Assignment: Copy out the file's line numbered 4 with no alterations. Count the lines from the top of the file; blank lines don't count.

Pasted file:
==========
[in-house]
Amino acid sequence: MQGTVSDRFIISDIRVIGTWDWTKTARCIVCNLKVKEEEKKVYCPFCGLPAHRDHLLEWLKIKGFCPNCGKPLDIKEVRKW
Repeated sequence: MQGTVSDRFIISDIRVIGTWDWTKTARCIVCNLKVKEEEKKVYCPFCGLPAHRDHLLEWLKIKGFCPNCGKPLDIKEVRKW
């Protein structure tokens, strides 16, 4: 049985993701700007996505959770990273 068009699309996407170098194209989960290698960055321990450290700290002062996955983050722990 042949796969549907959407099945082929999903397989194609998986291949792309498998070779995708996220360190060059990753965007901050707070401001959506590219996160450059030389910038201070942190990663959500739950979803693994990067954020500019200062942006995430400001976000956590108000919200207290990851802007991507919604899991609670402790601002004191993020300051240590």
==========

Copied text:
């Protein structure tokens, strides 16, 4: 049985993701700007996505959770990273 068009699309996407170098194209989960290698960055321990450290700290002062996955983050722990 042949796969549907959407099945082929999903397989194609998986291949792309498998070779995708996220360190060059990753965007901050707070401001959506590219996160450059030389910038201070942190990663959500739950979803693994990067954020500019200062942006995430400001976000956590108000919200207290990851802007991507919604899991609670402790601002004191993020300051240590």